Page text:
While 5i is still revving up for it’s grand opening at Sepulveda and Sawtelle, it’s already packing in a crowd of regulars who are delighted to have a top notch family-style Asian restaurant close to home. “We wanted to bring in all different kinds of Asian cuisine,” said owner George Lee, “so we have dim sum, we have pho, we have Japanese tempura and also Thai dishes, we have traditional Chinese entrees, and even American style Chinese dishes like like chow mein.”
Whatever kind of Asian flavors you fancy, you can find them at 5i.
Starting with dim sum, items that are not on everyone’s menu are done here with authentic flair. The har gow combines shrimp and pork in a steamed wrapper that is a perfect balance between the two flavors. Satay chicken and beef are not that difficult to make, but the satay sauce, an often thick and sticky peanut based liquid, is so light and clean here, it’s satisfying without ever being greasy. Spring rolls and pot stickers of several kinds – meat, tofu and veggie- are all very fresh and nicely seasoned. My only complaint is that the bao – white steamed buns filled with barbeque pork – has a filling that is just a touch too sweet. The meat is the ideal texture, but more vinegar and less sugar would make it work for me. They do come with an awesome chili sauce that spices things up, and the pillowy texture of the buns is ideal for dipping.
The much-abused orange chicken gets a new lease on life in this kitchen, and you can taste the care that’s put into balancing the orange and the chili. Walnut shrimp is the richest thing I’ve tasted so far, a serious entree that has so much going on with it’s sweet white sauce, it ought to be shared; it might even be dessert.
Singapore noodles and pad thai are both outstanding, with the taste of the curry and tamarind (in the respective dishes) shining out like light. The noodle dishes are well presented, with the finishing touches happening right before the plate gets to the table, keeping textures separate but quite equal.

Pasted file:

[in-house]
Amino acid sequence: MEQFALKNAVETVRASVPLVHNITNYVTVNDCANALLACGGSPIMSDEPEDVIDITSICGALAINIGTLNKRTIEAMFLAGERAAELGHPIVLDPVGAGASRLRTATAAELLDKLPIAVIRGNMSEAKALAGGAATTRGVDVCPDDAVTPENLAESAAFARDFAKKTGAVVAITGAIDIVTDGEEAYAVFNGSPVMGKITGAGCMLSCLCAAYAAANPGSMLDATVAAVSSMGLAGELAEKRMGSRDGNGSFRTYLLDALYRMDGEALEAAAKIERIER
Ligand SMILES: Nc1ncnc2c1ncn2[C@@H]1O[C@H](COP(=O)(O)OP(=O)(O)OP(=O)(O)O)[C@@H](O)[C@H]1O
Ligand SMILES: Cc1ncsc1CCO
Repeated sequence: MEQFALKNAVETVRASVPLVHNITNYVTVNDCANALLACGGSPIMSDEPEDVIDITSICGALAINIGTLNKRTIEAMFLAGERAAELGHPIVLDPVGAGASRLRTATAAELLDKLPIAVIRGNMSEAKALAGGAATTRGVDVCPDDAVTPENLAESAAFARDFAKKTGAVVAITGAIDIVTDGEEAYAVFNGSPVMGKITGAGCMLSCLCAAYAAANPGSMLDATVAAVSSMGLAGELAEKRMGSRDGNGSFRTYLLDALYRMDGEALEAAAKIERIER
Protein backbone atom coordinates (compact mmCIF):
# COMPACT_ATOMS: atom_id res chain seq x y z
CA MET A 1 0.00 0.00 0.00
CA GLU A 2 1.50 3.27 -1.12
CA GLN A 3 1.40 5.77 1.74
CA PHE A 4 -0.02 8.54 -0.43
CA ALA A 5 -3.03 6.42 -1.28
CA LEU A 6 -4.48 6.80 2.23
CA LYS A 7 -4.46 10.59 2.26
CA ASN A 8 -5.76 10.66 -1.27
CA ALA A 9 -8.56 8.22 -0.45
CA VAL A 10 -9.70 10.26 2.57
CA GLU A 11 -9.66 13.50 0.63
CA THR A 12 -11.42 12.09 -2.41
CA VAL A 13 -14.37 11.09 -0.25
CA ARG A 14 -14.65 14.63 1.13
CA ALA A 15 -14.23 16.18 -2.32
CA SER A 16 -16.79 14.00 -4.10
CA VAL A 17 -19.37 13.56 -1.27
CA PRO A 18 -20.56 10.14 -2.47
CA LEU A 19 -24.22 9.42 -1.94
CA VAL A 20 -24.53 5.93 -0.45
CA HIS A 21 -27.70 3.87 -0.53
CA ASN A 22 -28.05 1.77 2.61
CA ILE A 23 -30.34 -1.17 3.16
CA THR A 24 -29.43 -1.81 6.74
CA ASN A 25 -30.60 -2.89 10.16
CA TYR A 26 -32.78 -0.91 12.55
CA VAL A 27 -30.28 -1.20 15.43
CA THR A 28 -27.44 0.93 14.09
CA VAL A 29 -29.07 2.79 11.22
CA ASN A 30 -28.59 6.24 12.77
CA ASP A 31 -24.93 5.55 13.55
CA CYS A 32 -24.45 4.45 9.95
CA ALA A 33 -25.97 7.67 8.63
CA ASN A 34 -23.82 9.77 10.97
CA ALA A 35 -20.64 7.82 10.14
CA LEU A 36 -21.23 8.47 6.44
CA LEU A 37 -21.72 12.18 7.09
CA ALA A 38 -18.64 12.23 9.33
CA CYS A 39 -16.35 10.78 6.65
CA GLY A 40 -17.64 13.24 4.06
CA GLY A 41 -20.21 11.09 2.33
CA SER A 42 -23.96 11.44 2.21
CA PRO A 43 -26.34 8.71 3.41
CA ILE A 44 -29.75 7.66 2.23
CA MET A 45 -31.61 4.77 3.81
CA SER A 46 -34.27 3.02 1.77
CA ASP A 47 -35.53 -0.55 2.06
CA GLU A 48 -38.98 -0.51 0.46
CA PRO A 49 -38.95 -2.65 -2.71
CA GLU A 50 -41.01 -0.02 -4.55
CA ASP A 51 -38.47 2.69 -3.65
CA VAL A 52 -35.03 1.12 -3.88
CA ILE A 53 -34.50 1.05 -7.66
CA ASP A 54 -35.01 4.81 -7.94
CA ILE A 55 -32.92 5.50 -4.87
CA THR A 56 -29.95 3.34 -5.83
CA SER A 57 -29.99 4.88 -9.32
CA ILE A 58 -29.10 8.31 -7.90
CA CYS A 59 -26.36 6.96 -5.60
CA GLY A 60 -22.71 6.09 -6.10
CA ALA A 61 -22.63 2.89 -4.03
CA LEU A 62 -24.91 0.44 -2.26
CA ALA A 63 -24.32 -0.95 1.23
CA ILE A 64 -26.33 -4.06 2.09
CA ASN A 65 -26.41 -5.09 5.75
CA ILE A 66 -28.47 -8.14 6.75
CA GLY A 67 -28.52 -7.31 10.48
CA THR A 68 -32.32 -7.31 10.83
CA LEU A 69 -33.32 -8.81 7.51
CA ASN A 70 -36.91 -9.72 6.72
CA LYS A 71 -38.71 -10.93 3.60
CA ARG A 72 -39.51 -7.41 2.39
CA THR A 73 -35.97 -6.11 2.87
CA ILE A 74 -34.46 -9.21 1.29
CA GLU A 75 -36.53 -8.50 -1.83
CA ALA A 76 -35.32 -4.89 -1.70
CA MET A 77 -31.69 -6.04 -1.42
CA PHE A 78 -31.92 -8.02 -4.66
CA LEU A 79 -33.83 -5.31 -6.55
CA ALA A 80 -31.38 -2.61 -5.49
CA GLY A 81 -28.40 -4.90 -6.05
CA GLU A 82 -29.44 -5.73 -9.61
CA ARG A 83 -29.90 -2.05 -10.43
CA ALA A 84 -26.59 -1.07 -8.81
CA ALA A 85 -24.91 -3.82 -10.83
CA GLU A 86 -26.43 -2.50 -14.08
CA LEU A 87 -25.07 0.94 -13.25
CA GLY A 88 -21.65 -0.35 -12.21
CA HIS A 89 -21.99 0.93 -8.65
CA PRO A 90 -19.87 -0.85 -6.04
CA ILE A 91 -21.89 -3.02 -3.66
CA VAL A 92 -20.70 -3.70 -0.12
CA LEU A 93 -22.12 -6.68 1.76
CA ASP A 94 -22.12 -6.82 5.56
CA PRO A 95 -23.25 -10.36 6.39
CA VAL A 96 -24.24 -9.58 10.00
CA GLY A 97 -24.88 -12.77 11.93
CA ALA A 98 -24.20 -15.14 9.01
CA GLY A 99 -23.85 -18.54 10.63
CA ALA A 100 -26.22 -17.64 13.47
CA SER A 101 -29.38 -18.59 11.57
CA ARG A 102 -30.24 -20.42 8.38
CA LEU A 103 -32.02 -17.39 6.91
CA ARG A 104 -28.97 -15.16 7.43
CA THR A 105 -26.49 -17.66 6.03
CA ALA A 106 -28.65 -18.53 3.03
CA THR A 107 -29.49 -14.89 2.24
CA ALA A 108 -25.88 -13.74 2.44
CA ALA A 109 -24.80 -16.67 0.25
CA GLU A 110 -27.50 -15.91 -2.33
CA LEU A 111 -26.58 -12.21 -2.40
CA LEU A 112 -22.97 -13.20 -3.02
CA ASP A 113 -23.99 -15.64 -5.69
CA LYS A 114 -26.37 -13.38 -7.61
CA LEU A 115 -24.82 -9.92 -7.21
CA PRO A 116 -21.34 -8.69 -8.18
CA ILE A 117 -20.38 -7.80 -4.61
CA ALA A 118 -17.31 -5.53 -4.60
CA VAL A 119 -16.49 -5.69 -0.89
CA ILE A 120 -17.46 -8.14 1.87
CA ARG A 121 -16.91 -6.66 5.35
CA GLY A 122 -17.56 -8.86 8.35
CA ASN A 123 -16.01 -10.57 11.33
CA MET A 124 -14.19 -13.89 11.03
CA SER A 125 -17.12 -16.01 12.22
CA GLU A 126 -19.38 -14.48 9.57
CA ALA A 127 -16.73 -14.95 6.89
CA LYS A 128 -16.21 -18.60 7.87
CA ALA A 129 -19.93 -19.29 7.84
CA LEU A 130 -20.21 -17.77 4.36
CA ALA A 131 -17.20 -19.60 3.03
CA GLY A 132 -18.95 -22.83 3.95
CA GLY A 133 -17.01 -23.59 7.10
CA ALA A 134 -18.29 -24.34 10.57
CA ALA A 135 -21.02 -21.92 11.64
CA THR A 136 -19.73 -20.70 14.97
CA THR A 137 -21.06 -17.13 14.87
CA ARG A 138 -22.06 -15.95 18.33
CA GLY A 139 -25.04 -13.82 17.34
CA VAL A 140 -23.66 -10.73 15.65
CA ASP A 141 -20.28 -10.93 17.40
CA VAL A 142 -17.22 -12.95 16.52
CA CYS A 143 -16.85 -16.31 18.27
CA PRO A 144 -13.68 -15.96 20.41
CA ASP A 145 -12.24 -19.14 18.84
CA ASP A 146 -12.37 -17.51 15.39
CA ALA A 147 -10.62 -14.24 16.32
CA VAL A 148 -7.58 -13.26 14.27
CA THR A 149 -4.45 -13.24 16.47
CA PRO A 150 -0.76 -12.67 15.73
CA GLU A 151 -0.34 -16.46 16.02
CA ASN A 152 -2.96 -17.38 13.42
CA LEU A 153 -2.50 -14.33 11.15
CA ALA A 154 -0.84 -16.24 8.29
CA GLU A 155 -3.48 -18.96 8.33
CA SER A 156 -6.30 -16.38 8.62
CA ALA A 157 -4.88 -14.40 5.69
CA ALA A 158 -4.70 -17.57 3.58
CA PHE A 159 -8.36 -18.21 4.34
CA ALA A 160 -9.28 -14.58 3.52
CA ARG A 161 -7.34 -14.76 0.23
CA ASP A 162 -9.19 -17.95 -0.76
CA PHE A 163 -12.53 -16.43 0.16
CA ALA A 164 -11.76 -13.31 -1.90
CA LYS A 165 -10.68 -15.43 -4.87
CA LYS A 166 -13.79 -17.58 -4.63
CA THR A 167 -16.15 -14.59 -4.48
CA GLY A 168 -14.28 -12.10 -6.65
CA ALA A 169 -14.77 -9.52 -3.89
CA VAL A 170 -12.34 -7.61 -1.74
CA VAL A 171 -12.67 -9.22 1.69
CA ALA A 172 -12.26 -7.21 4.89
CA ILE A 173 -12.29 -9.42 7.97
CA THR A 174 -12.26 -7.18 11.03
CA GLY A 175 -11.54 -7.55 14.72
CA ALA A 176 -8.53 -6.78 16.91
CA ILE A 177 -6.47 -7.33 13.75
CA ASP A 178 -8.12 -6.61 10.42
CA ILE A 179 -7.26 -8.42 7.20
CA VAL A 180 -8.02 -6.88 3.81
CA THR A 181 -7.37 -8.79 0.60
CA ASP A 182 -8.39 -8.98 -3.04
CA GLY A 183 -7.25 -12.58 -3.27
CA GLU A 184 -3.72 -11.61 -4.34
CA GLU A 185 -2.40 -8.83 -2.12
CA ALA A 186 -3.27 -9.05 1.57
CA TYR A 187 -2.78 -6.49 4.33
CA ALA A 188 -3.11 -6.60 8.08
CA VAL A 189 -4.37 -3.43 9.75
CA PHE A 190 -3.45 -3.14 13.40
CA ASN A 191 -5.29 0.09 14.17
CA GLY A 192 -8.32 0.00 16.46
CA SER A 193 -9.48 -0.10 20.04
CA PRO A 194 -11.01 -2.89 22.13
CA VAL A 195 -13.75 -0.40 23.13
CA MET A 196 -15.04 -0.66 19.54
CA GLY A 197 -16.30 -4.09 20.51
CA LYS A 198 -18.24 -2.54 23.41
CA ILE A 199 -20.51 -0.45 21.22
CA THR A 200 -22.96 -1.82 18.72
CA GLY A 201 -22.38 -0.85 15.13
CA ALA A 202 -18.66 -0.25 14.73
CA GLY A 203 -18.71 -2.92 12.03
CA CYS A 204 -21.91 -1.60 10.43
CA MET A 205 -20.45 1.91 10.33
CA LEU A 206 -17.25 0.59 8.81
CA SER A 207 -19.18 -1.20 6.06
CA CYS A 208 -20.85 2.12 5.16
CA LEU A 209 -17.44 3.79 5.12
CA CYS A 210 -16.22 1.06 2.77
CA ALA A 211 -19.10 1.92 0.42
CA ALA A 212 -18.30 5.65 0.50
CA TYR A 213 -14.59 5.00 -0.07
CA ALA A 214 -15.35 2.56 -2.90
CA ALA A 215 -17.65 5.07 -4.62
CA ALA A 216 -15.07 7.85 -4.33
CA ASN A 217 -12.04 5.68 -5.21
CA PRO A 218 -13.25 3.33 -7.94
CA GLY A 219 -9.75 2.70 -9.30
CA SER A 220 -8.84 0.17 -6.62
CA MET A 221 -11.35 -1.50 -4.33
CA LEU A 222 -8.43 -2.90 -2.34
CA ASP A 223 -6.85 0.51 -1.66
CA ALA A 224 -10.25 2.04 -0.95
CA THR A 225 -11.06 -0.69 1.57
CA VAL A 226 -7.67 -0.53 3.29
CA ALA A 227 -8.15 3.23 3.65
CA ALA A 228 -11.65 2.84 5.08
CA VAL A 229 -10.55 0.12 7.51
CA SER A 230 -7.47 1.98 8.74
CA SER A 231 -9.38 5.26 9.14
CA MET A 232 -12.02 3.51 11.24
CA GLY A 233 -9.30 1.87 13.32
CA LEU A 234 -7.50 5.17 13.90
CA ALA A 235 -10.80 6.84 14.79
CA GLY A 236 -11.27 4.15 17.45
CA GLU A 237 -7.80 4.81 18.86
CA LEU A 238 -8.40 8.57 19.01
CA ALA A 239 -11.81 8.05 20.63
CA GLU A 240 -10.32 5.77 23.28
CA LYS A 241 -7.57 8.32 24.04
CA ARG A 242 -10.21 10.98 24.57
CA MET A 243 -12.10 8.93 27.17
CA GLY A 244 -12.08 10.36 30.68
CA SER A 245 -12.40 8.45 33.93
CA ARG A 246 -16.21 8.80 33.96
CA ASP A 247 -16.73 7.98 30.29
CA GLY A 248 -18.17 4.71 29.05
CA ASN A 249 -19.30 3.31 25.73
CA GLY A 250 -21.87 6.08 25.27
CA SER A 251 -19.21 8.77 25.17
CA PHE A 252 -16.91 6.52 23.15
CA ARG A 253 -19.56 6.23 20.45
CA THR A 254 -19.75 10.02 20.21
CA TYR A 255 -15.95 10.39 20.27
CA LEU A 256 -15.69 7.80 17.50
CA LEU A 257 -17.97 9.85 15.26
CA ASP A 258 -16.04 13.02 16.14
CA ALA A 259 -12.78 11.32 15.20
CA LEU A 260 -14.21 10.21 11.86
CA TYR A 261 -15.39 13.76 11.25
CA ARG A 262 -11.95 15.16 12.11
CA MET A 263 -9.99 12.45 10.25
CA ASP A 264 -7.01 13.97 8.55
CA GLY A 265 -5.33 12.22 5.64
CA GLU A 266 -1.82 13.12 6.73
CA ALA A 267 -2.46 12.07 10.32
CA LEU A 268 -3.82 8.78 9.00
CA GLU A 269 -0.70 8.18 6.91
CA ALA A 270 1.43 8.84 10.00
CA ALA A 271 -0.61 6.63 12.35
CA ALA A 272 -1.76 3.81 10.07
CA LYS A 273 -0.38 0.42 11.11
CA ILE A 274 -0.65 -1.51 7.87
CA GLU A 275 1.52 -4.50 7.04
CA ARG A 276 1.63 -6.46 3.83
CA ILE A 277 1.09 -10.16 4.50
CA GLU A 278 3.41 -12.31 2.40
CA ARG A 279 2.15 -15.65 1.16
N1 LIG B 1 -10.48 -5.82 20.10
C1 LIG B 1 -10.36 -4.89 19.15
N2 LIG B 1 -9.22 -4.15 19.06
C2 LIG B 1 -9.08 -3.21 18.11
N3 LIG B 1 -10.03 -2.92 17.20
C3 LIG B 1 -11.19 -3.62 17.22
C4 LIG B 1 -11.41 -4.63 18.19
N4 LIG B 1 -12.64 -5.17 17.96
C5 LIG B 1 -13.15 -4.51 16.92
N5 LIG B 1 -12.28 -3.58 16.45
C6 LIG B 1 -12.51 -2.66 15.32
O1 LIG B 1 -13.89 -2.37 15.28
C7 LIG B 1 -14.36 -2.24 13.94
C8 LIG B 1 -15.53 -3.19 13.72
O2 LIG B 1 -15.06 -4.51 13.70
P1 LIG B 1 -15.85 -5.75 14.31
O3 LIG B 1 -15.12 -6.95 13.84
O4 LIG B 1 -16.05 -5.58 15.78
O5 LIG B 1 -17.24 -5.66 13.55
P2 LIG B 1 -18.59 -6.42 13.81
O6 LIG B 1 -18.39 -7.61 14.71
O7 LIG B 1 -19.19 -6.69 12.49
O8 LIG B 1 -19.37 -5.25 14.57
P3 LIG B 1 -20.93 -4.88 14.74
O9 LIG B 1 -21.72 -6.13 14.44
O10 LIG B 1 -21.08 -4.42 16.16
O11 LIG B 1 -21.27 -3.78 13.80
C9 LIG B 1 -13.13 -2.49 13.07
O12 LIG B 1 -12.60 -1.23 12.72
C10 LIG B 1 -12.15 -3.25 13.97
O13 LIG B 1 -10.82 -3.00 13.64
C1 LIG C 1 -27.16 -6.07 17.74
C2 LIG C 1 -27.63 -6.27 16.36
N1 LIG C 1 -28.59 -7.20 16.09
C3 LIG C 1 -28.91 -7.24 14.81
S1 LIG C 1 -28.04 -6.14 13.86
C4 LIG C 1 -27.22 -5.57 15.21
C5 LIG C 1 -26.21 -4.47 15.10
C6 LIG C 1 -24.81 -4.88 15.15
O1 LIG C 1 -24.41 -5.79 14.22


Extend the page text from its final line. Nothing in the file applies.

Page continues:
If you are a pho fan, this is really your new hot spot. Pho is, of course, all about the broth, and the broth is beautiful. Pho Chin and Pho Tai are copper-colored pools where beef bones, onions and and a dozen other ingredients have happily given their all to blend into bliss. Pho Ga has a chicken stock that could win awards for clear, deep and satisfying.
All these dishes are so affordable you could eat here every day. Most of the dim sum and appetizers are $3 to 5, and top end for entrees is $9. You can order another meal to take home with you.
Which leads to my only other suggestion – the take out containers are such heavy plastic, you are almost getting a a new set of tupper-ware. Using more earth-friendly containers would help 5i fit in with the Culver City ethos of recycling. Still they are quite reusable,but it would be great if some more compost-able containers replace the ones now in use.
Bring friends, bring family, bring an appetite. But don’t think you ‘re coming on June 1st unless the Girl Scouts are giving you an award; they’ve already bought the house for the night. At last, Sunkist Park has a unique restaurant that’s right on top of quality, taste and trend.
5i Indochine Cuisine 5407 Sepulveda Blvd.,Culver City 90230 (310) 572-6000 [email protected]